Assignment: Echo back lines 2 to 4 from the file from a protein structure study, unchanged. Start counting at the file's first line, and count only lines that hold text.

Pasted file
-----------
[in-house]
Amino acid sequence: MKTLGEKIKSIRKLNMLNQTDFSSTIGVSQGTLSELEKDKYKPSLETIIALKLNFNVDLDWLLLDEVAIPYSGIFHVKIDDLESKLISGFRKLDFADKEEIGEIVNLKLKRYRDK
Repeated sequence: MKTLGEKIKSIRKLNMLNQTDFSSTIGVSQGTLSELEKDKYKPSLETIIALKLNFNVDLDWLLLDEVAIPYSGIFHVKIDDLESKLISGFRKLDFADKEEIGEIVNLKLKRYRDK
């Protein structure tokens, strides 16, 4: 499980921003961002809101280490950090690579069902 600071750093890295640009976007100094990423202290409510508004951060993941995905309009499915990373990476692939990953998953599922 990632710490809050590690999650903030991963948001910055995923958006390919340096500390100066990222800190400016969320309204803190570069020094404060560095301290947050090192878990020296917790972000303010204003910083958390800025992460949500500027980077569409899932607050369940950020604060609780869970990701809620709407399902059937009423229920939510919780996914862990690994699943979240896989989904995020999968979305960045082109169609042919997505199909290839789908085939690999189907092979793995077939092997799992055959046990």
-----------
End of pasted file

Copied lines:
Amino acid sequence: MKTLGEKIKSIRKLNMLNQTDFSSTIGVSQGTLSELEKDKYKPSLETIIALKLNFNVDLDWLLLDEVAIPYSGIFHVKIDDLESKLISGFRKLDFADKEEIGEIVNLKLKRYRDK
Repeated sequence: MKTLGEKIKSIRKLNMLNQTDFSSTIGVSQGTLSELEKDKYKPSLETIIALKLNFNVDLDWLLLDEVAIPYSGIFHVKIDDLESKLISGFRKLDFADKEEIGEIVNLKLKRYRDK
């Protein structure tokens, strides 16, 4: 499980921003961002809101280490950090690579069902 600071750093890295640009976007100094990423202290409510508004951060993941995905309009499915990373990476692939990953998953599922 990632710490809050590690999650903030991963948001910055995923958006390919340096500390100066990222800190400016969320309204803190570069020094404060560095301290947050090192878990020296917790972000303010204003910083958390800025992460949500500027980077569409899932607050369940950020604060609780869970990701809620709407399902059937009423229920939510919780996914862990690994699943979240896989989904995020999968979305960045082109169609042919997505199909290839789908085939690999189907092979793995077939092997799992055959046990």